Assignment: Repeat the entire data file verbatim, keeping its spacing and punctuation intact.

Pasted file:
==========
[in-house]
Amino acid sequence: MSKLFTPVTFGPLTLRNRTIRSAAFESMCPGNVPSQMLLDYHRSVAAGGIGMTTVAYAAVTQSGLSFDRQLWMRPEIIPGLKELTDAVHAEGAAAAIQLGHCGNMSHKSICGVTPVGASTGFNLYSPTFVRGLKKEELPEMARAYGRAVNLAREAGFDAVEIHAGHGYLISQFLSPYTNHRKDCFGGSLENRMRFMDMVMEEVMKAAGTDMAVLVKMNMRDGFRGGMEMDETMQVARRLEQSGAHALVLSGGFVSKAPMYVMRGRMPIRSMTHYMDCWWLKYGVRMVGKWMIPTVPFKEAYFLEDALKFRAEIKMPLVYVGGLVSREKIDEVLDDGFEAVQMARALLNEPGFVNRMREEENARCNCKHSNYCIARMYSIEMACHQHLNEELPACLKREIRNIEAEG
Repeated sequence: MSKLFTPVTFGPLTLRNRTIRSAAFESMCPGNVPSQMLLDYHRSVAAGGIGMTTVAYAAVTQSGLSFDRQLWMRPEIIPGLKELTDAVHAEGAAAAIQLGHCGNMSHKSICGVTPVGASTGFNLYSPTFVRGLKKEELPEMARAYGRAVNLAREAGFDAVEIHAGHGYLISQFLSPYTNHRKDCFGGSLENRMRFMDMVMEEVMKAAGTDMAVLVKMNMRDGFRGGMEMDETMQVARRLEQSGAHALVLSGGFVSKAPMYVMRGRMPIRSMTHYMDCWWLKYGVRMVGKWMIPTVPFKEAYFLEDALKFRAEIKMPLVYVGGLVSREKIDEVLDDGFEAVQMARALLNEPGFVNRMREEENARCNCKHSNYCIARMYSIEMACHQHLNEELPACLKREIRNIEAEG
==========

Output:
[in-house]
Amino acid sequence: MSKLFTPVTFGPLTLRNRTIRSAAFESMCPGNVPSQMLLDYHRSVAAGGIGMTTVAYAAVTQSGLSFDRQLWMRPEIIPGLKELTDAVHAEGAAAAIQLGHCGNMSHKSICGVTPVGASTGFNLYSPTFVRGLKKEELPEMARAYGRAVNLAREAGFDAVEIHAGHGYLISQFLSPYTNHRKDCFGGSLENRMRFMDMVMEEVMKAAGTDMAVLVKMNMRDGFRGGMEMDETMQVARRLEQSGAHALVLSGGFVSKAPMYVMRGRMPIRSMTHYMDCWWLKYGVRMVGKWMIPTVPFKEAYFLEDALKFRAEIKMPLVYVGGLVSREKIDEVLDDGFEAVQMARALLNEPGFVNRMREEENARCNCKHSNYCIARMYSIEMACHQHLNEELPACLKREIRNIEAEG
Repeated sequence: MSKLFTPVTFGPLTLRNRTIRSAAFESMCPGNVPSQMLLDYHRSVAAGGIGMTTVAYAAVTQSGLSFDRQLWMRPEIIPGLKELTDAVHAEGAAAAIQLGHCGNMSHKSICGVTPVGASTGFNLYSPTFVRGLKKEELPEMARAYGRAVNLAREAGFDAVEIHAGHGYLISQFLSPYTNHRKDCFGGSLENRMRFMDMVMEEVMKAAGTDMAVLVKMNMRDGFRGGMEMDETMQVARRLEQSGAHALVLSGGFVSKAPMYVMRGRMPIRSMTHYMDCWWLKYGVRMVGKWMIPTVPFKEAYFLEDALKFRAEIKMPLVYVGGLVSREKIDEVLDDGFEAVQMARALLNEPGFVNRMREEENARCNCKHSNYCIARMYSIEMACHQHLNEELPACLKREIRNIEAEG